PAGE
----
Back in August 2011 — August 11 to be precise — I crashed my mountain bike while descending Stevens Creek Canyon and sustained a large wound in my right elbow. Without trying to be too graphic, what happened is a thin rock stabbed into my elbow and spooned out a sizeable chunk of flesh, which was promptly replaced with a small handful of bacteria-ridden dirt and pebbles. This crash was a large, negative turning point in my mountain bike hobby — not because it was a major injury, which it wasn't, but because it was so intensely painful, for days and even weeks later, that it left a permanent gouge on my memory, and in turn my confidence. My mountain biking has been notably worse ever since. And Strava is there to prove it — eight of my "top ten" times in this segment of trail that I've ridden many dozens of times happened before August 11, 2011.

Until Wednesday:

And really, it's Beat's Lenz that should get all the credit. That bike floats like a hovercraft, over everything. It's truly amazing.

But in necessary confidence-rebuilding of this learning-to-walk-again stage, it helps to believe that maybe I'm finally recovering from the psychological trauma imparted by the elbow-mangling incident that long preceded my current injury.

A couple of other notes:

• Beat and I signed up for the Backyard Fat Pursuit, Jay Petervary's 200-kilometer snow bike race in Island Park, Idaho, in January. This event was not on my radar, but when I was feeling bummed out about not being chosen in the White Mountains 100 lottery, a couple of different friends urged me to consider it. These friends are planning to be there, and since Beat and I are missing out on Frog Hollow this year, it seemed reasonable to move our annual endurance bike party north. It will also be a fine opportunity to test out some gear for bike touring in Alaska in March. Have you ever considered riding a fat bike for 120 miles in the Rocky Mountains in the winter? You should come!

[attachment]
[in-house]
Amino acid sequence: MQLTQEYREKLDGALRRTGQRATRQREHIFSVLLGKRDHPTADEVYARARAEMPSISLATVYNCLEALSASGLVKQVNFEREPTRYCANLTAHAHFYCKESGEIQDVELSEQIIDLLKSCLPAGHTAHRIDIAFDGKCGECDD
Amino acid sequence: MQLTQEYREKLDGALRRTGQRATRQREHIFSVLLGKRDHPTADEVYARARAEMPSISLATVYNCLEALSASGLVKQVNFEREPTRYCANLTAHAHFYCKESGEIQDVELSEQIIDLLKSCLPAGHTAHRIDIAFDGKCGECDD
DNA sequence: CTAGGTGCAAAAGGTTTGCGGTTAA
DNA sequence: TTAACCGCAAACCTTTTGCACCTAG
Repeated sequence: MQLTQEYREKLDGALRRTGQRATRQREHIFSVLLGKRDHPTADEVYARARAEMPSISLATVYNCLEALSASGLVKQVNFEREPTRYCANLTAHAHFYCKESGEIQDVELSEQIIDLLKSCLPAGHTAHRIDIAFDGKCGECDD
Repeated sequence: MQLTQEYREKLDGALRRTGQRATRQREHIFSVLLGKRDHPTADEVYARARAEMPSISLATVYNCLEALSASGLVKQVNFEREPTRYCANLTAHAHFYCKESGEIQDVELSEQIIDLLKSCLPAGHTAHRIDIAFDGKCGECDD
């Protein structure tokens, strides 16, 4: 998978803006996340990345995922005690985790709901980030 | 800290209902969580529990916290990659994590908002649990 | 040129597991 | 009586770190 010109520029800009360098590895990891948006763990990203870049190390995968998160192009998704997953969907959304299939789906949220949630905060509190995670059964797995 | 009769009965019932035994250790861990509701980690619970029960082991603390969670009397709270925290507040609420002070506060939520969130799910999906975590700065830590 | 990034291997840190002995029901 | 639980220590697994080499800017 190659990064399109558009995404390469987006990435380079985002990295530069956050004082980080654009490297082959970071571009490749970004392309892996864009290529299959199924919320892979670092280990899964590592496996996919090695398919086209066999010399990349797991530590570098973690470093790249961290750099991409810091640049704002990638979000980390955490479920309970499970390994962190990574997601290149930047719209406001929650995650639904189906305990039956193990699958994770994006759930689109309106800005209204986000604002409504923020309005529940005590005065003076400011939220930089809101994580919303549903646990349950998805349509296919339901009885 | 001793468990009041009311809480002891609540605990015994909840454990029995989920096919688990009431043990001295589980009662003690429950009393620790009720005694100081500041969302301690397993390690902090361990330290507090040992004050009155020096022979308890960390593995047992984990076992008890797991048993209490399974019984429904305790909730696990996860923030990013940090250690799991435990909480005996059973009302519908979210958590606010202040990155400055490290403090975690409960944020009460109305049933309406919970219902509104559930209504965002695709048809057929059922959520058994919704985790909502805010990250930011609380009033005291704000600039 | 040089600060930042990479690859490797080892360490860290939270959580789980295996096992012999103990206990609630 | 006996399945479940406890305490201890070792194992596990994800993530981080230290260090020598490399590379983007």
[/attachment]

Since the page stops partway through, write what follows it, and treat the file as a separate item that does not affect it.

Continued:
• I created a books page for my blog, with full descriptions of my books, links where they're for sale online, and links to reviews. If you're a reader of this blog, I urge you to check it out. Every book sale helps, and goes a long way in supporting this blog and — hopefully quite soon — more books. Link here.

• While I was Google mining links for the books page, I came across a book review for "Ghost Trails" that I appreciated from a blog called the Dusty Musette. It's not overly praising, but it's a review that made me think, "Wow, he gets it" — and it's always gratifying as a writer to realize a mutual connection with a reader, even for a book that I wrote six years ago.

• Thanks for reading!


  1. With the new strength pouring in I find it appropriate to invite you to next years Freedom Challenge !!!

    1. Thanks! We'll see how much FOMO sets in before it's too late. ;-)

  2. I've read your blog for YEARS and am so stoked you're doing JayP's race! That's my neck of the woods. If you need any help with logistics or lodging or anything please shoot me an email:

  3. Hahaha my husband subscribes to the n+1 theory too. I have two bikes. I don't even know how many he has. I just know there is a fat bike in my living room that doesn't appear to be leaving.

    1. I was just teasing Beat with this post. He does ride all of his bikes and he knows what he likes ... which is why he needs so many specific features. I secretly dream of a "one bike does all" kind of bike (which would basically be my Moots YBB with fat tires, which is a bike Beat also already owns.) Of course, I enjoy the variety as much as anyone else.

  4. Title of this post caught my eye.. Haha liked it.. Indeed a nice writing. I enjoyed your writing . Thanks for bringing smile on my face. God bless :)